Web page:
Rodent models to study sodium retention in experimental nephrotic syndrome

Acta Physiol (Oxf). 2022 Jul;235(3):e13844. doi: 10.1111/apha.13844. Epub 2022 May 26.


Sodium retention and edema are hallmarks of nephrotic syndrome (NS). Different experimental rodent models have been established for simulating NS, however, not all of them feature sodium retention which requires proteinuria to exceed a certain threshold. In rats, puromycin aminonucleoside nephrosis (PAN) is a classic NS model introduced in 1955 that was adopted as doxorubicin-induced nephropathy (DIN) in 129S1/SvImJ mice. In recent years, mice with inducible podocin deletion (Nphs2Δipod ) or podocyte apoptosis (POD-ATTAC) have been developed. In these models, sodium retention is thought to be caused by activation of the epithelial sodium channel (ENaC) in the distal nephron through aberrantly filtered serine proteases or proteasuria. Strikingly, rodent NS models follow an identical chronological time course after the development of proteinuria featuring sodium retention within days and spontaneous reversal thereafter. In DIN and Nphs2Δipod mice, inhibition of ENaC by amiloride or urinary serine protease activity by aprotinin prevents sodium retention, opening up new and promising therapeutic approaches that could be translated into the treatment of nephrotic patients. However, the essential serine protease(s) responsible for ENaC activation is (are) still unknown. With the use of nephrotic rodent models, there is the possibility that this (these) will be identified in the future. This review summarizes the various rodent models used to study experimental nephrotic syndrome and the insights gained from these models with regard to the pathophysiology of sodium retention.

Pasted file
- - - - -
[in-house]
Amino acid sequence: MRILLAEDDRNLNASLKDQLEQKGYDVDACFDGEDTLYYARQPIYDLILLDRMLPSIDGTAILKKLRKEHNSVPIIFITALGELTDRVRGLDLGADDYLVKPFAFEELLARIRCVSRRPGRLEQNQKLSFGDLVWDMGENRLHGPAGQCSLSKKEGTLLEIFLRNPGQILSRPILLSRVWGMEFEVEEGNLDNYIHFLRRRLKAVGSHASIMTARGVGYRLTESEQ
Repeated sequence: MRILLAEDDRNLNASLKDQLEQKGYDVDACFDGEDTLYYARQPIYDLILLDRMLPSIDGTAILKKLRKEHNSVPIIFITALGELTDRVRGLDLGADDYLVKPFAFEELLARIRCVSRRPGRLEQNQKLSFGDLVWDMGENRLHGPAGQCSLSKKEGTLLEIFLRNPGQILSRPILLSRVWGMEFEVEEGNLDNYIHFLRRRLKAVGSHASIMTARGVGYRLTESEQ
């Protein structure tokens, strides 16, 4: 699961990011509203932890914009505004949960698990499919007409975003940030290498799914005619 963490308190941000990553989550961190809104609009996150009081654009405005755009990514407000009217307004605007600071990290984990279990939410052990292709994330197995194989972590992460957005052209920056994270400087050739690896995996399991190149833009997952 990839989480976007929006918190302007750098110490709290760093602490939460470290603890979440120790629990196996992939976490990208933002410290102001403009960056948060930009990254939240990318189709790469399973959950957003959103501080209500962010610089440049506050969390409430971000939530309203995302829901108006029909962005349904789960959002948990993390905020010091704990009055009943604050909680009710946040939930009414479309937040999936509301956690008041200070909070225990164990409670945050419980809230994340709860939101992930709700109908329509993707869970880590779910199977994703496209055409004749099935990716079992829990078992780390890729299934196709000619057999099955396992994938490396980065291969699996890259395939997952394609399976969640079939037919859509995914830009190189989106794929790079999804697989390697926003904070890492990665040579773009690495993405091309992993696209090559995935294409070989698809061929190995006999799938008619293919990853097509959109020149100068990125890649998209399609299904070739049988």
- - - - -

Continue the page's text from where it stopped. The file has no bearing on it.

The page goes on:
Keywords: ENaC; experimental nephrotic syndrome; proteasuria; rodent models; sodium retention.

Publication types

  • Review
  • Research Support, Non-U.S. Gov't

MeSH terms

  • Animals
  • Doxorubicin
  • Epithelial Sodium Channels / genetics
  • Humans
  • Mice
  • Nephrotic Syndrome* / chemically induced
  • Proteinuria
  • Rats
  • Rodentia / metabolism
  • Serine Proteases / adverse effects
  • Sodium / metabolism


  • Epithelial Sodium Channels
  • Doxorubicin
  • Sodium
  • Serine Proteases

Supplementary concepts

  • Nephrosis, congenital